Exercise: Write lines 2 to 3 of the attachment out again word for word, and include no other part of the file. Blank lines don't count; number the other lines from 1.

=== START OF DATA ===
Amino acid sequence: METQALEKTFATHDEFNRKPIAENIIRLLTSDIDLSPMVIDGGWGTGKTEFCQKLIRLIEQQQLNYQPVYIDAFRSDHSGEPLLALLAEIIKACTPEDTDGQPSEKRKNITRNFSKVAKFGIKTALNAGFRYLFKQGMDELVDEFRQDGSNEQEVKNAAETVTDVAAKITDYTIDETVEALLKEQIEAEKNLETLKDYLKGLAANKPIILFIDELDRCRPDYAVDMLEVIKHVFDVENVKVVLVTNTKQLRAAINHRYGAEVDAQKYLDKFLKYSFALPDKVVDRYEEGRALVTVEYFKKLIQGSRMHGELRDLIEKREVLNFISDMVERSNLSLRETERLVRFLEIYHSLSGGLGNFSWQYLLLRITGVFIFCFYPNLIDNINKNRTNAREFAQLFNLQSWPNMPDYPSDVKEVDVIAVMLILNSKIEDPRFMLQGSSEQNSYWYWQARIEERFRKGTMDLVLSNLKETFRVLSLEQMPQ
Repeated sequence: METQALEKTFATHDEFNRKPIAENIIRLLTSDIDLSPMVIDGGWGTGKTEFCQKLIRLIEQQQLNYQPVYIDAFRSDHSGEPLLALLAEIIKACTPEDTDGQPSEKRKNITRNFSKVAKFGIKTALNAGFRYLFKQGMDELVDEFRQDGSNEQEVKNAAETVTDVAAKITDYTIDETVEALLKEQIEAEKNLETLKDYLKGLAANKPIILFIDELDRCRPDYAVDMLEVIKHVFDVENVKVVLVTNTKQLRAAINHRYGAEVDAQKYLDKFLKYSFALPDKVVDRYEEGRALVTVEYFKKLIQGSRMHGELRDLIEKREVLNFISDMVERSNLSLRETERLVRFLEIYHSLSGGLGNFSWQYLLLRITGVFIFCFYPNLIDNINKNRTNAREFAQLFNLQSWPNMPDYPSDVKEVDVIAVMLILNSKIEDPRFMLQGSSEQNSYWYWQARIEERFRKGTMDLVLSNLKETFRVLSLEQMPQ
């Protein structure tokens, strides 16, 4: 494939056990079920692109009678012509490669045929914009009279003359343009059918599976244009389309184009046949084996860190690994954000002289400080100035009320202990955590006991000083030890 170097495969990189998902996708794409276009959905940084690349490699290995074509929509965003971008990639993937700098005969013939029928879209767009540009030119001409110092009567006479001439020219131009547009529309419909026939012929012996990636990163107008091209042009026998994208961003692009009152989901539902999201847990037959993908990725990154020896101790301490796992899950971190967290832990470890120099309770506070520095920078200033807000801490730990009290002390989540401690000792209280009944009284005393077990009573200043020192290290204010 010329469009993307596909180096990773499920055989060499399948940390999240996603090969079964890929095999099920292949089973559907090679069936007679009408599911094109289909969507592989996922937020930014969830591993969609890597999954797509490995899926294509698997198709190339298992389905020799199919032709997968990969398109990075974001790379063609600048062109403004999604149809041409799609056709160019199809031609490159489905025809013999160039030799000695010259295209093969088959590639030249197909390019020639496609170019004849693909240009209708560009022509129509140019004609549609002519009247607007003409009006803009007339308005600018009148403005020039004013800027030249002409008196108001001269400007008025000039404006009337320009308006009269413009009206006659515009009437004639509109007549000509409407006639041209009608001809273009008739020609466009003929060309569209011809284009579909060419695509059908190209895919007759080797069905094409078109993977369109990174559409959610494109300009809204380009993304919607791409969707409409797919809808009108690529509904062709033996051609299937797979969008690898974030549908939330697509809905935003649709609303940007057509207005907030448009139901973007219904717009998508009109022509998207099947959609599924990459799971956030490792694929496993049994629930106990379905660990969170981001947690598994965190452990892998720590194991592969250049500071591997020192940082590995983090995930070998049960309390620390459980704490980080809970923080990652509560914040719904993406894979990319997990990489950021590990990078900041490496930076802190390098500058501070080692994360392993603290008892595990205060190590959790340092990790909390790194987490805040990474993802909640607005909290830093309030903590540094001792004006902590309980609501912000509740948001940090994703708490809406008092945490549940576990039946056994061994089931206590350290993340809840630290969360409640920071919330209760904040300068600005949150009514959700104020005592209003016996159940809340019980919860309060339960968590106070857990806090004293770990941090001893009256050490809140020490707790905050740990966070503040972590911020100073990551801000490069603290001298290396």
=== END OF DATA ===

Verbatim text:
Repeated sequence: METQALEKTFATHDEFNRKPIAENIIRLLTSDIDLSPMVIDGGWGTGKTEFCQKLIRLIEQQQLNYQPVYIDAFRSDHSGEPLLALLAEIIKACTPEDTDGQPSEKRKNITRNFSKVAKFGIKTALNAGFRYLFKQGMDELVDEFRQDGSNEQEVKNAAETVTDVAAKITDYTIDETVEALLKEQIEAEKNLETLKDYLKGLAANKPIILFIDELDRCRPDYAVDMLEVIKHVFDVENVKVVLVTNTKQLRAAINHRYGAEVDAQKYLDKFLKYSFALPDKVVDRYEEGRALVTVEYFKKLIQGSRMHGELRDLIEKREVLNFISDMVERSNLSLRETERLVRFLEIYHSLSGGLGNFSWQYLLLRITGVFIFCFYPNLIDNINKNRTNAREFAQLFNLQSWPNMPDYPSDVKEVDVIAVMLILNSKIEDPRFMLQGSSEQNSYWYWQARIEERFRKGTMDLVLSNLKETFRVLSLEQMPQ
């Protein structure tokens, strides 16, 4: 494939056990079920692109009678012509490669045929914009009279003359343009059918599976244009389309184009046949084996860190690994954000002289400080100035009320202990955590006991000083030890 170097495969990189998902996708794409276009959905940084690349490699290995074509929509965003971008990639993937700098005969013939029928879209767009540009030119001409110092009567006479001439020219131009547009529309419909026939012929012996990636990163107008091209042009026998994208961003692009009152989901539902999201847990037959993908990725990154020896101790301490796992899950971190967290832990470890120099309770506070520095920078200033807000801490730990009290002390989540401690000792209280009944009284005393077990009573200043020192290290204010 010329469009993307596909180096990773499920055989060499399948940390999240996603090969079964890929095999099920292949089973559907090679069936007679009408599911094109289909969507592989996922937020930014969830591993969609890597999954797509490995899926294509698997198709190339298992389905020799199919032709997968990969398109990075974001790379063609600048062109403004999604149809041409799609056709160019199809031609490159489905025809013999160039030799000695010259295209093969088959590639030249197909390019020639496609170019004849693909240009209708560009022509129509140019004609549609002519009247607007003409009006803009007339308005600018009148403005020039004013800027030249002409008196108001001269400007008025000039404006009337320009308006009269413009009206006659515009009437004639509109007549000509409407006639041209009608001809273009008739020609466009003929060309569209011809284009579909060419695509059908190209895919007759080797069905094409078109993977369109990174559409959610494109300009809204380009993304919607791409969707409409797919809808009108690529509904062709033996051609299937797979969008690898974030549908939330697509809905935003649709609303940007057509207005907030448009139901973007219904717009998508009109022509998207099947959609599924990459799971956030490792694929496993049994629930106990379905660990969170981001947690598994965190452990892998720590194991592969250049500071591997020192940082590995983090995930070998049960309390620390459980704490980080809970923080990652509560914040719904993406894979990319997990990489950021590990990078900041490496930076802190390098500058501070080692994360392993603290008892595990205060190590959790340092990790909390790194987490805040990474993802909640607005909290830093309030903590540094001792004006902590309980609501912000509740948001940090994703708490809406008092945490549940576990039946056994061994089931206590350290993340809840630290969360409640920071919330209760904040300068600005949150009514959700104020005592209003016996159940809340019980919860309060339960968590106070857990806090004293770990941090001893009256050490809140020490707790905050740990966070503040972590911020100073990551801000490069603290001298290396």